Cover Letter Salutation Examples
Get Formatting and Punctuation Tips
What is a cover letter salutation? A salutation is the greeting you include at the beginning of a cover letter written to apply for a job. In your salutation, you will set the tone for your letter, which should be professional and appropriate. Avoid casual salutations (“Hey There” or “Hi” or “Hello”) in your job search correspondence.
How to Write a Cover Letter Salutation
When you're writing a cover letter or sending an email message to apply for a job, it's important to include an appropriate salutation at the beginning of the cover letter or message.
Standard business correspondence formatting requires that, after providing your own contact information and the date of your letter, you then write down your contact person’s name, the company’s name, and the company’s address.
The formal salutation / greeting comes next: “Dear [Contact Person’s name].” If you have a contact person for your letter, be sure to include their personal title and name in the salutation (i.e. "Dear Mr. Franklin"). If you are unsure of the reader's gender, simply state their full name and avoid the personal title (i.e. "Dear Jamie Smith"). Leave one blank line after the salutation.
You should always make every effort to find a contact name to use in your letter. It leaves a good impression on the hiring manager if you have taken the time to use their name, especially if you needed to work a little to find it.
If this information was not provided in the job announcement and you cannot find it on the company’s web site, then it is a good idea to call the company, ask to be forwarded to their Human Resources department (if they have one), explain that you will be applying for a job there, and ask for the name of their hiring manager.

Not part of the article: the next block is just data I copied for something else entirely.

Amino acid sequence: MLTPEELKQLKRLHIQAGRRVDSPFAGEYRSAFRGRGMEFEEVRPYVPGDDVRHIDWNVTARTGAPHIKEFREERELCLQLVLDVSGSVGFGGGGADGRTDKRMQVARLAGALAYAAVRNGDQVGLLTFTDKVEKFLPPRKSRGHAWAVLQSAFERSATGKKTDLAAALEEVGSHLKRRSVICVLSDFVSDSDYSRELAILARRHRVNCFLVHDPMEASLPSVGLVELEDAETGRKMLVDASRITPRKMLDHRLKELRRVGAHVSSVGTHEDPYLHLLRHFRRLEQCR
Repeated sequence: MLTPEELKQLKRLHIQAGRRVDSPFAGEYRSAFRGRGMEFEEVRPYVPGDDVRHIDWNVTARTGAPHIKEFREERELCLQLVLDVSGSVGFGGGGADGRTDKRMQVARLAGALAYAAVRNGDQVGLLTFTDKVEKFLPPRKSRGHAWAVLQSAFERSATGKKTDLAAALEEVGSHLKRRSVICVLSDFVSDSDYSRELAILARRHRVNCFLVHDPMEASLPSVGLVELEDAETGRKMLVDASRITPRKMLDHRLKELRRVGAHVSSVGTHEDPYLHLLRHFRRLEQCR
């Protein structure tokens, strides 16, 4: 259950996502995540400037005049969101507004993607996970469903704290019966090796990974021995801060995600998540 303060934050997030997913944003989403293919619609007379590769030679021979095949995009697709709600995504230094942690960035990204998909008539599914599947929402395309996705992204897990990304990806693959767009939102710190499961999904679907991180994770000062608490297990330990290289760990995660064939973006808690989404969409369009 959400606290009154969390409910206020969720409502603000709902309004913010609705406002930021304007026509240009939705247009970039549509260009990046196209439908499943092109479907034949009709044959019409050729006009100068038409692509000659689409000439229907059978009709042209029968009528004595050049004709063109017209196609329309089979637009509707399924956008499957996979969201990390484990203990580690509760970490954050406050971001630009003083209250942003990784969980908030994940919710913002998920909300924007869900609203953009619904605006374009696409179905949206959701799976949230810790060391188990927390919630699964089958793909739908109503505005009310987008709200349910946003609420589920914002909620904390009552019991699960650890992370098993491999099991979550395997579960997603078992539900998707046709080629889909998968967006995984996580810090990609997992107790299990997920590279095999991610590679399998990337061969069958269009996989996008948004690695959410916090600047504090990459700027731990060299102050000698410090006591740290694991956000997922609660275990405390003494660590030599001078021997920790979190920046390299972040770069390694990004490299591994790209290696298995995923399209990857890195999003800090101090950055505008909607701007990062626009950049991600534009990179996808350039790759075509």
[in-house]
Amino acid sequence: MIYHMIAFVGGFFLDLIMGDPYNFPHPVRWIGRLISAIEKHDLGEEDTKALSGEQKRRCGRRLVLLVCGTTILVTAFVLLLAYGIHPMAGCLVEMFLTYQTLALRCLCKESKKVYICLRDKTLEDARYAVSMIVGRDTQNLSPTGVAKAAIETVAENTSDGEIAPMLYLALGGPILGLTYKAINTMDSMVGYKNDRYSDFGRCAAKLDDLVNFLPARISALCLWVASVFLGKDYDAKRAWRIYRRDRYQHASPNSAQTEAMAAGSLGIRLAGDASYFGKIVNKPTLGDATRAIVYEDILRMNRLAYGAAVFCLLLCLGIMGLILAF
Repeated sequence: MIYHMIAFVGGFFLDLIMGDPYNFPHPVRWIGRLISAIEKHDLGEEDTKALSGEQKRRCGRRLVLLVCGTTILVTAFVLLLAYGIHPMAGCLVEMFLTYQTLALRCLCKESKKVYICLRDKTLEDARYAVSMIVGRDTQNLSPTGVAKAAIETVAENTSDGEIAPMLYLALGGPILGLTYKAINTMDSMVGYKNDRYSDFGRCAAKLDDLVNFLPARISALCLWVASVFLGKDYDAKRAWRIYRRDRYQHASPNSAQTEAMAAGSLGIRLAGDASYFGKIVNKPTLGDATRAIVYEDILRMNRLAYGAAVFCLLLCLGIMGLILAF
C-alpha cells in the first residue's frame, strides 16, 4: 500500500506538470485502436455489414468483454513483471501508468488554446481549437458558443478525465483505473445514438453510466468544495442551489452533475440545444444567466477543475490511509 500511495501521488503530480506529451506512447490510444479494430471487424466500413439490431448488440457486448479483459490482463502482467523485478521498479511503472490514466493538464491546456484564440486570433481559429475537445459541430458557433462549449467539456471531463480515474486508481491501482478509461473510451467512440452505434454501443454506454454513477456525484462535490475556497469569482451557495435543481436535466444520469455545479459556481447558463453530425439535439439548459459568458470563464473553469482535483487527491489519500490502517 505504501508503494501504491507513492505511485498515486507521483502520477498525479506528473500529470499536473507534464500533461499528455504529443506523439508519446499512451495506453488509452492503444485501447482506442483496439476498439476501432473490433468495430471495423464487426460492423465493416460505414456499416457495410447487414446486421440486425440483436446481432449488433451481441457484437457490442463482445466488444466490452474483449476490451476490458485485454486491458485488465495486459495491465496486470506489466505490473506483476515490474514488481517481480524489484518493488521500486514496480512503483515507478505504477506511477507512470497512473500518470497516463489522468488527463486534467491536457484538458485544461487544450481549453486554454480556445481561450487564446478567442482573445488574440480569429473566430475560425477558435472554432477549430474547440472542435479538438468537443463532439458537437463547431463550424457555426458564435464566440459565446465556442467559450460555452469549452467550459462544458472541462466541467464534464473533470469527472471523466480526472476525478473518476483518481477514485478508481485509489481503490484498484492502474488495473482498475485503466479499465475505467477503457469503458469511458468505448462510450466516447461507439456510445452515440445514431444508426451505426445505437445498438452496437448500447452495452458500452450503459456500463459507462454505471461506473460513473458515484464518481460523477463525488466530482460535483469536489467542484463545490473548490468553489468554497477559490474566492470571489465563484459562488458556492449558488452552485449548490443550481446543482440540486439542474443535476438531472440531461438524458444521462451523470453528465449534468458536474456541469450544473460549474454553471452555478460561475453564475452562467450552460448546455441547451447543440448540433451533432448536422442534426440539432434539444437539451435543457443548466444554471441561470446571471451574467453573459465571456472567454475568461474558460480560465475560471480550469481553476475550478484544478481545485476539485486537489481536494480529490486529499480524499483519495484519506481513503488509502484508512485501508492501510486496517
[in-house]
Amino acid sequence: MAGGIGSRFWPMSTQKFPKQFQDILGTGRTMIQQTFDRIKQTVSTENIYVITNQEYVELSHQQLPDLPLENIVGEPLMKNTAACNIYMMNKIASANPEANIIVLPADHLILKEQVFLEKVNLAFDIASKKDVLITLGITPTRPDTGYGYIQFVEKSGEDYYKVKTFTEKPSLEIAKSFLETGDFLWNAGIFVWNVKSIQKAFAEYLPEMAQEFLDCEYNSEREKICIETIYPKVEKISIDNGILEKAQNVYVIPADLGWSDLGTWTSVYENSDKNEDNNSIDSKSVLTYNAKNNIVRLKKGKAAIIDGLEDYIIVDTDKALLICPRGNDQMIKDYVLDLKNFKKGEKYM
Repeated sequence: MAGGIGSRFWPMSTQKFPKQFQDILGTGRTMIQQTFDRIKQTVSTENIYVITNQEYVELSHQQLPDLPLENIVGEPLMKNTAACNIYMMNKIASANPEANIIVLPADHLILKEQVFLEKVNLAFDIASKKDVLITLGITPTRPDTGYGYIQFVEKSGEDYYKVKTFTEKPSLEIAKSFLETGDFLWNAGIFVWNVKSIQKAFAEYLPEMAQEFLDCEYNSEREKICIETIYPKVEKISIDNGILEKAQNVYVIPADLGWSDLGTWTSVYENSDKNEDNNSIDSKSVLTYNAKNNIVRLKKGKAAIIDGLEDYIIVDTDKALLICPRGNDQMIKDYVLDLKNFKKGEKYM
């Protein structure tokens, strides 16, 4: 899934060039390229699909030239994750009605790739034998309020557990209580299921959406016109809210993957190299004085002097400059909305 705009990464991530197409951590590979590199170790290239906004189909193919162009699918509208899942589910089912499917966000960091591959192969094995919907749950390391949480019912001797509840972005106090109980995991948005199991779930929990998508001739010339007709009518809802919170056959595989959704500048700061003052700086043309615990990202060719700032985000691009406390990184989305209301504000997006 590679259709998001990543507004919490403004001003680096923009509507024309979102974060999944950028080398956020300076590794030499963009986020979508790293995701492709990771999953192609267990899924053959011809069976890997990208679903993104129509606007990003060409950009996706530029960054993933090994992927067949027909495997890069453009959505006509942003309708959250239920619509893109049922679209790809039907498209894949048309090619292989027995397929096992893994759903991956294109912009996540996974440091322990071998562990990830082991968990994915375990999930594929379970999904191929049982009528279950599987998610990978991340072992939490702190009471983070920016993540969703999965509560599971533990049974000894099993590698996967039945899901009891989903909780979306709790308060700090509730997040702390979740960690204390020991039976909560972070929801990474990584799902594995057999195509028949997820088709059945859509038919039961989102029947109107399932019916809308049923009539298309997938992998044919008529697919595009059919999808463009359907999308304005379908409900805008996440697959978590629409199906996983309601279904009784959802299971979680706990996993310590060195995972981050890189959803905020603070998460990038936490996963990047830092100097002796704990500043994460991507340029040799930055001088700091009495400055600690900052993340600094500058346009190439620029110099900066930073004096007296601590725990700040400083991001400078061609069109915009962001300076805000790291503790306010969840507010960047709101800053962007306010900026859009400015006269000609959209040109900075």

When you can't find a contact person or if you are unsure of who will be reading your cover letter, you can use a generic salutation (i.e. “Dear Hiring Manager”).
When You Have a Contact Person
The following is a list of letter salutation examples that are appropriate for cover letters and other employment-related correspondence when you have the name of a contact.
Dear Mr. Jones
Dear Ms. Brown
Dear Riley Doe
Dear Dr. Haven
Dear Professor Lawrence
Follow the salutation with a colon or comma, and then start the first paragraph of your letter on the following line. For example:
Dear Mr. Smith:
First paragraph of letter.
When You Don't Have a Contact Person
Many companies don't list a contact person when they post jobs, because they have a team of hiring staff who sort through cover letters and resumes before passing them to the hiring manager for the appropriate department.
They prefer to leave the hiring manager anonymous until he or she contacts you for an interview.
An organization may also not want to disclose who the hiring manger is to avoid emails and phone calls from applicants, particularly if they anticipate receiving a large number of applications from potential job candidates. So, don't worry if you can't find someone to address your letter to. It will be forwarded to the correct department and recipient.
If you don't have a contact person at the company, either leave off the salutation from your cover letter and start with the first paragraph of your letter or, better yet, use a general salutation. When using a general salutation, capitalize the nouns.
Examples of General Salutations
Follow the salutation with a colon or comma before beginning your first paragraph on the following line. For example:
Dear XYZ Enterprises Recruiter,
First paragraph of letter.
Cover Letter Samples for Business and Administration
When you're applying for administrative and business jobs, one of your most important qualifications will be your communication skills. The first time they will be evaluated is when the hiring manager reviews your cover letter and resume. It's important to make a good first impression, in order to increase your chances of landing an interview (and eventually, the job).